I got chatting last week with a visitor to Ridley who used to be the pastor of a big church in Sydney’s north. He was extolling the virtues of the youth pastor who’d worked under him and that youth pastor’s approach to growing and contextualising his ministry. I haven’t been able to get it out of my head since.
The basic premise of the youth pastor’s approach was to show his kids that life with Jesus was better than anything else, including the heavy binge drinking culture of their posh private schools. But having something ‘better’ would be a big call, because these kids came from wealthy families and were pretty entitled. So it had to be big – and that’s just what this youth pastor delivered.
A few weeks before the school formals, the church held its own youth group formal, with weeks of preparation, including proper dancing lessons. They even hired a cruise ship to take the kids around Sydney Harbour. The kids had a ball and after their school formals commented on how much more fun the youth group formal was despite the absence of alcohol and sex. Similarly, the youth group offered an alternative to Schoolies, taking the kids on a holiday to a tropical island (Hamilton Island? Whitsundays? Can’t remember – somewhere like that). Again, the kids had a much more wholesome time and had stacks more fun than their non-Christian friends who were at Schoolies. (The money for all this mainly came from the kids’ Christian parents who were loaded.)
A story like this sounds like a victory for Christian culture. You take rich kids, you work within their culture and you show them how much better life with Jesus is. But there’s a fine line between contextualising your ministry and selling out the culture you’re in. I have nothing against that church and all I heard about if was from this one conversation. I’m sure there’s more to the story. However, if we take it as a case study for contextualisation, here are some of the questions I have:
- Why is bigger necessarily better? I get that things like cruise ships are carrots, dangled to suck people in so that they can experience Christian community but does such an extravagant carrot overshadow the ‘ordinary goodness’ of Christian community?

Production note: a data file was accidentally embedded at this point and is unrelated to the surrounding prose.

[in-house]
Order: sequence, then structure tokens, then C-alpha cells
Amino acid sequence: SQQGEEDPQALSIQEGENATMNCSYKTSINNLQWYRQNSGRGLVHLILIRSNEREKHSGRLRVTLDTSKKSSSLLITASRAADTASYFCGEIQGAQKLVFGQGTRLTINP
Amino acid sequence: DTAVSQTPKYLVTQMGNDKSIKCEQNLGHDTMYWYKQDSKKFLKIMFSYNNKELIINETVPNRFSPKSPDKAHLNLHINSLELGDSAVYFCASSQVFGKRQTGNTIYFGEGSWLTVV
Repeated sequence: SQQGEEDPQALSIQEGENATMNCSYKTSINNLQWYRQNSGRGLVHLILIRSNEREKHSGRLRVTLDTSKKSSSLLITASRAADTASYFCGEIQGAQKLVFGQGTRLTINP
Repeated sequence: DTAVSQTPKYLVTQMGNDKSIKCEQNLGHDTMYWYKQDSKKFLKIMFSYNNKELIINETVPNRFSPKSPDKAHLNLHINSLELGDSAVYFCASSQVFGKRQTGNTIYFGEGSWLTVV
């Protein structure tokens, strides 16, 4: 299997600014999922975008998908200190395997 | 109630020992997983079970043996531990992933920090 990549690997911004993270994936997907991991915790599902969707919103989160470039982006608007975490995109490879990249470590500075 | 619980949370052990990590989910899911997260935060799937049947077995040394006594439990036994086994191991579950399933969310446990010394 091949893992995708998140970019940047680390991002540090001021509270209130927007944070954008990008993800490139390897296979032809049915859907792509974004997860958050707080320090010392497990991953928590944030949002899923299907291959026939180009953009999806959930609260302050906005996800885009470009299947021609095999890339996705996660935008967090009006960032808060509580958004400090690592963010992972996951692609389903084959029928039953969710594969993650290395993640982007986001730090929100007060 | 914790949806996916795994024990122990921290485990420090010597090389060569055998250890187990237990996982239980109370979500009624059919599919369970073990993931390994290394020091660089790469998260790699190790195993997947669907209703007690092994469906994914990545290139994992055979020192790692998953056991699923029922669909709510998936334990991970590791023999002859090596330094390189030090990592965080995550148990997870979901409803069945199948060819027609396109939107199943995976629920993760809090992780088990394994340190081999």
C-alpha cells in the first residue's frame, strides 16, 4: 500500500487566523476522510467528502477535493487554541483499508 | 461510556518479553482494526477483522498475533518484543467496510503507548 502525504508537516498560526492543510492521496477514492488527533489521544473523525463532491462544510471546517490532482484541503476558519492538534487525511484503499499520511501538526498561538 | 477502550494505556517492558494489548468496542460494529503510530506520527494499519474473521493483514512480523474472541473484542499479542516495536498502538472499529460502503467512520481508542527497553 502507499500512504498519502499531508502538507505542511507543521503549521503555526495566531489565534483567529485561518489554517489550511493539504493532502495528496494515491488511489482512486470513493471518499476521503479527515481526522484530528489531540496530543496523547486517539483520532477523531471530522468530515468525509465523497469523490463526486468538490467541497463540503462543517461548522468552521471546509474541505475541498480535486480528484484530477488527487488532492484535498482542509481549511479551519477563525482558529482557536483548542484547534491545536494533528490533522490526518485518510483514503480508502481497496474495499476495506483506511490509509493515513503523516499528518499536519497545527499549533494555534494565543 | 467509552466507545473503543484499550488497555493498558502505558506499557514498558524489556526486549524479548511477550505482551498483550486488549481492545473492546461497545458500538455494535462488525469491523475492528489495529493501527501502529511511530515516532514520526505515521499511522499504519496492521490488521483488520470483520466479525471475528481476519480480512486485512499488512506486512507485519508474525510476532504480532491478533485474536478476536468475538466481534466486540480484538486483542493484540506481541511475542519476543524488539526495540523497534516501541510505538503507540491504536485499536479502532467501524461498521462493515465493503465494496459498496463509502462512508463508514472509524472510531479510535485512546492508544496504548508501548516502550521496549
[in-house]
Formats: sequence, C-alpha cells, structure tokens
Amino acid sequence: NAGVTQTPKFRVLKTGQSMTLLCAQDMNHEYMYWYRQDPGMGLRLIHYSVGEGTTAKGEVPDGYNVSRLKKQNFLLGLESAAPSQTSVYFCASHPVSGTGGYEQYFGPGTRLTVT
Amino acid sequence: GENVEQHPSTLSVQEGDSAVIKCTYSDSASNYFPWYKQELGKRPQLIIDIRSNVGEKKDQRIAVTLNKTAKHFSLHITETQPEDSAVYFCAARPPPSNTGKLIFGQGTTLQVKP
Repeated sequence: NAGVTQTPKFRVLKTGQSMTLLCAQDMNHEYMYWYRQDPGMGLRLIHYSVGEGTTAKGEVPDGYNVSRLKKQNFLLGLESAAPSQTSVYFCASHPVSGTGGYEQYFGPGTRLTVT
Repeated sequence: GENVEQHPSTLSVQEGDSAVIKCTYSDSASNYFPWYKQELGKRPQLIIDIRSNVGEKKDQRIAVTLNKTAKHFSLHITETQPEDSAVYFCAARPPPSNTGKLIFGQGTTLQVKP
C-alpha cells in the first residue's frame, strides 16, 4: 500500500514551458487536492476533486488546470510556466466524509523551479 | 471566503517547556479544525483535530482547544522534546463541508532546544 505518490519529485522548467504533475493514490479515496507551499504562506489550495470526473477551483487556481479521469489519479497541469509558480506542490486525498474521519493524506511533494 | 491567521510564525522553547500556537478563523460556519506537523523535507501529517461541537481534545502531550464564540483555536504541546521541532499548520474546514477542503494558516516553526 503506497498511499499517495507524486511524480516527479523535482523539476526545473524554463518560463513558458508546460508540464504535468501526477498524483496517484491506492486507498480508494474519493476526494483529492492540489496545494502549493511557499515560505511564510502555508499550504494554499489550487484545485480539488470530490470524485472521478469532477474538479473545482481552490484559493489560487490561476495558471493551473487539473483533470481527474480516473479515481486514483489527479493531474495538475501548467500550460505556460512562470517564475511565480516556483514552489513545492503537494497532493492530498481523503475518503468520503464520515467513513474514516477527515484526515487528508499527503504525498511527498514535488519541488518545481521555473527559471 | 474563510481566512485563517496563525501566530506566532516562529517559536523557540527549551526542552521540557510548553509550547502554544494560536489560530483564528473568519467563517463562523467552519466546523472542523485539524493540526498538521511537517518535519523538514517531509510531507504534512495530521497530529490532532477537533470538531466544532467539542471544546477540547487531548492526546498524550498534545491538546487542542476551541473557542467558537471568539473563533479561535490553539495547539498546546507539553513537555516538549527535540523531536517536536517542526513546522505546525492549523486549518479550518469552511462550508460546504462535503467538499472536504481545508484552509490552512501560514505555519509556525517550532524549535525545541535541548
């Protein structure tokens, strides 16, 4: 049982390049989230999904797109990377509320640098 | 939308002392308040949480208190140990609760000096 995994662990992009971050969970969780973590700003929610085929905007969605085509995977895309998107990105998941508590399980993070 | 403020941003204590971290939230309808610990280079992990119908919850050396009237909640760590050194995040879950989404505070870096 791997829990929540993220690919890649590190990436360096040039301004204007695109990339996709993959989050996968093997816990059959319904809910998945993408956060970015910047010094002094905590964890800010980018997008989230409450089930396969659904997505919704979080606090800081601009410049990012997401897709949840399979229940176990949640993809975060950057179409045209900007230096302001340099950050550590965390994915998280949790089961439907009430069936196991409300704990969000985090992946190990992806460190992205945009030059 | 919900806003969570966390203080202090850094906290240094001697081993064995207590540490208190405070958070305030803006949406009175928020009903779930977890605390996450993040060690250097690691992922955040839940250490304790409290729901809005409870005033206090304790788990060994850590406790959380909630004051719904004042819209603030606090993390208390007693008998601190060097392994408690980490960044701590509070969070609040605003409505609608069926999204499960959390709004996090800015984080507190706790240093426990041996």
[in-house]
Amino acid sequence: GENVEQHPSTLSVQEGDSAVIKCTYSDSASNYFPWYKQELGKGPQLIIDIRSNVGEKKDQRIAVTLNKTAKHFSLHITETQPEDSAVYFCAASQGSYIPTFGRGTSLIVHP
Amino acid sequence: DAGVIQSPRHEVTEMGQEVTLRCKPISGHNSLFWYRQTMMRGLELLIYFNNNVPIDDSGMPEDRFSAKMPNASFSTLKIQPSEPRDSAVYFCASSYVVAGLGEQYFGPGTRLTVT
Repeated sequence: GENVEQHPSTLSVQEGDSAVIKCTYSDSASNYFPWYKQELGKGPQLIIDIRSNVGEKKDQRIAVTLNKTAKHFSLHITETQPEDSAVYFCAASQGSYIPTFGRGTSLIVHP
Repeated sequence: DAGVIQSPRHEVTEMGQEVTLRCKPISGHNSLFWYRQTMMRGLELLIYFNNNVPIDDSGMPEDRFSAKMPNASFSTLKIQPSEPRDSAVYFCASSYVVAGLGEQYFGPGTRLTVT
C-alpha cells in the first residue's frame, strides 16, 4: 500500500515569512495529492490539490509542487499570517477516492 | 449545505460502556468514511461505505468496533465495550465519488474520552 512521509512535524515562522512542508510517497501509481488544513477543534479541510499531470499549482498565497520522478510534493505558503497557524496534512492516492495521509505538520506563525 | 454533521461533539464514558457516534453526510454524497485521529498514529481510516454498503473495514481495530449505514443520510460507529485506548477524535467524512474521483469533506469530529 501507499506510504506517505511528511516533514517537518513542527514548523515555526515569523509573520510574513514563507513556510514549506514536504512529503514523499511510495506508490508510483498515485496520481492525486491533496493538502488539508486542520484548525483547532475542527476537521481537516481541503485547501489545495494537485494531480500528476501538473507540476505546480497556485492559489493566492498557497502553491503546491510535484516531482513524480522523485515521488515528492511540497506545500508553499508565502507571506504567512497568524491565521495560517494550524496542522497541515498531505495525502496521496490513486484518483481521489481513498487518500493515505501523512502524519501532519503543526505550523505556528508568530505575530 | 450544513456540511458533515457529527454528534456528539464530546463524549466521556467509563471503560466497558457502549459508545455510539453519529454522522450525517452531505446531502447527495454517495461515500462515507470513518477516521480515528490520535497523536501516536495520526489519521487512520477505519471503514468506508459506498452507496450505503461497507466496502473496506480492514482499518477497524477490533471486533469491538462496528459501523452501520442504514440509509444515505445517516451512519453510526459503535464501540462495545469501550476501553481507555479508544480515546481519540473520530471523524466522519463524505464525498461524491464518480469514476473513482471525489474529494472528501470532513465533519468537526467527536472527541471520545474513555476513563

- Do events like these reinforce the idols of a culture? Do they encourage a love of money? Do they support an industry of extravagance? Are they blinkered to the NT commands to live simply?
- Do events like these encourage self-centredness? Sure the events showed the kids that life in the church was better than life out drinking, but they were still aimed at ‘what the church can do for you’. They didn’t lift their gaze any higher.
- Do events like this encourage withdrawal from culture rather than engagement with it? You can take kids away on a holiday with lovely other Christian people, but that doesn’t equip them to live in the debauchery of the uni world or after-work drinks.
- Is it an unrealistic portrayal of the Christian life? Sure, life with Jesus is awesome, but it’s not all cruise ships and island holidays. It’s also suffering and humiliation and perseverance. Joy in Christ is something money can’t buy.
My own context shapes my response of course. I didn’t go to a posh private school and I struggle to be gracious to wealthy Christians (which of course, if completely hypocritical, since I’m a Western Christian.)
But I also come from Adelaide, where many Christian Schoolies (and others) spend their week serving down at the Schoolies Festival at Victor Harbor. Far from withdrawing or doing something extravagant with their week, they pay to go down to the festival and make up the ‘Green Team‘, setting up activities, helping drunk kids home, making breakfast for kids with hangovers, chatting to the lonely and the downtrodden, etc.
What do you think? Is this youth pastor a genius or a sell out? Or something else? This is a genuine question. I doubt there’s a straightforward answer. But I think that as Western churches, we must ask how we’re setting our young people up to live differently in our society. What does it mean to ‘be relevant’ in a culture and still also be salt and light?
Tamie Davis is an Aussie living in Tanzania, writing at meetjesusatuni.com.